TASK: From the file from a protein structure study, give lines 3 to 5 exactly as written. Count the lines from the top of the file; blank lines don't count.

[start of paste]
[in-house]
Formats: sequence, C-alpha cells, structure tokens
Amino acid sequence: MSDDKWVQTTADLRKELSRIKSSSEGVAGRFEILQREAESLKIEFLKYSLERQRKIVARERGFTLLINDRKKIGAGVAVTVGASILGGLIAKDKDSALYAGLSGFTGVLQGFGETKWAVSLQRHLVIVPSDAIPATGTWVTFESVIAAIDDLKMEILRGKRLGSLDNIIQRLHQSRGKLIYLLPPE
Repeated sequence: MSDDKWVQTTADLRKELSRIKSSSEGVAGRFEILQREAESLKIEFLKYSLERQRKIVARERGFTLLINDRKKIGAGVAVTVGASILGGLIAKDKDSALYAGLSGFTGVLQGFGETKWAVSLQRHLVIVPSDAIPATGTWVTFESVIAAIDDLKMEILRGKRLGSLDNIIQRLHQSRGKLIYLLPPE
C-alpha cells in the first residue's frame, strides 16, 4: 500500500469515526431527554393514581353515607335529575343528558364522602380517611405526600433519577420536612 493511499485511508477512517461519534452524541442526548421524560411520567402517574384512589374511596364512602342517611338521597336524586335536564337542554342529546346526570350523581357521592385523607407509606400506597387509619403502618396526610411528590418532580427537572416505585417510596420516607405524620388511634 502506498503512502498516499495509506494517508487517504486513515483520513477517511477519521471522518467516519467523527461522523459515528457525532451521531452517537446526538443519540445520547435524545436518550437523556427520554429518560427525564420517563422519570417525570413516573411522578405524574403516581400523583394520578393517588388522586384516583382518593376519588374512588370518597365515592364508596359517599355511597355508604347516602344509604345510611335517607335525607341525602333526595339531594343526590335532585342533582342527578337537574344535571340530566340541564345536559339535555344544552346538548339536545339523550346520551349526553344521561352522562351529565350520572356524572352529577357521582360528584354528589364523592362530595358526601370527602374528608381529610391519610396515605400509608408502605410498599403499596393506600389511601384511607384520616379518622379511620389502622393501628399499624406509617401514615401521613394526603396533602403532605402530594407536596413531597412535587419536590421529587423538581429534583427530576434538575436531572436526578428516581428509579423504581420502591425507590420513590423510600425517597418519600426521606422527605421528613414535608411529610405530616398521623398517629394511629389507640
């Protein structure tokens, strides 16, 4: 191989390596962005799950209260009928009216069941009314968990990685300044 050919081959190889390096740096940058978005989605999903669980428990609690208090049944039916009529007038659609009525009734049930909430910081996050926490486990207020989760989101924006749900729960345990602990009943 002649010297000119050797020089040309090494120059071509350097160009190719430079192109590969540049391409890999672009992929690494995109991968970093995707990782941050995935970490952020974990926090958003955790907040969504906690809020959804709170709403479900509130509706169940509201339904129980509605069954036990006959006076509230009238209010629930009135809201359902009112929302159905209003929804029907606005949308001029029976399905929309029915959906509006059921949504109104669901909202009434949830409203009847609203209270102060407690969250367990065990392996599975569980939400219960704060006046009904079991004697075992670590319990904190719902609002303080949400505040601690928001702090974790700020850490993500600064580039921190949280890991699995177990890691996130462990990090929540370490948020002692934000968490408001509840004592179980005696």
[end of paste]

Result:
Amino acid sequence: MSDDKWVQTTADLRKELSRIKSSSEGVAGRFEILQREAESLKIEFLKYSLERQRKIVARERGFTLLINDRKKIGAGVAVTVGASILGGLIAKDKDSALYAGLSGFTGVLQGFGETKWAVSLQRHLVIVPSDAIPATGTWVTFESVIAAIDDLKMEILRGKRLGSLDNIIQRLHQSRGKLIYLLPPE
Repeated sequence: MSDDKWVQTTADLRKELSRIKSSSEGVAGRFEILQREAESLKIEFLKYSLERQRKIVARERGFTLLINDRKKIGAGVAVTVGASILGGLIAKDKDSALYAGLSGFTGVLQGFGETKWAVSLQRHLVIVPSDAIPATGTWVTFESVIAAIDDLKMEILRGKRLGSLDNIIQRLHQSRGKLIYLLPPE
C-alpha cells in the first residue's frame, strides 16, 4: 500500500469515526431527554393514581353515607335529575343528558364522602380517611405526600433519577420536612 493511499485511508477512517461519534452524541442526548421524560411520567402517574384512589374511596364512602342517611338521597336524586335536564337542554342529546346526570350523581357521592385523607407509606400506597387509619403502618396526610411528590418532580427537572416505585417510596420516607405524620388511634 502506498503512502498516499495509506494517508487517504486513515483520513477517511477519521471522518467516519467523527461522523459515528457525532451521531452517537446526538443519540445520547435524545436518550437523556427520554429518560427525564420517563422519570417525570413516573411522578405524574403516581400523583394520578393517588388522586384516583382518593376519588374512588370518597365515592364508596359517599355511597355508604347516602344509604345510611335517607335525607341525602333526595339531594343526590335532585342533582342527578337537574344535571340530566340541564345536559339535555344544552346538548339536545339523550346520551349526553344521561352522562351529565350520572356524572352529577357521582360528584354528589364523592362530595358526601370527602374528608381529610391519610396515605400509608408502605410498599403499596393506600389511601384511607384520616379518622379511620389502622393501628399499624406509617401514615401521613394526603396533602403532605402530594407536596413531597412535587419536590421529587423538581429534583427530576434538575436531572436526578428516581428509579423504581420502591425507590420513590423510600425517597418519600426521606422527605421528613414535608411529610405530616398521623398517629394511629389507640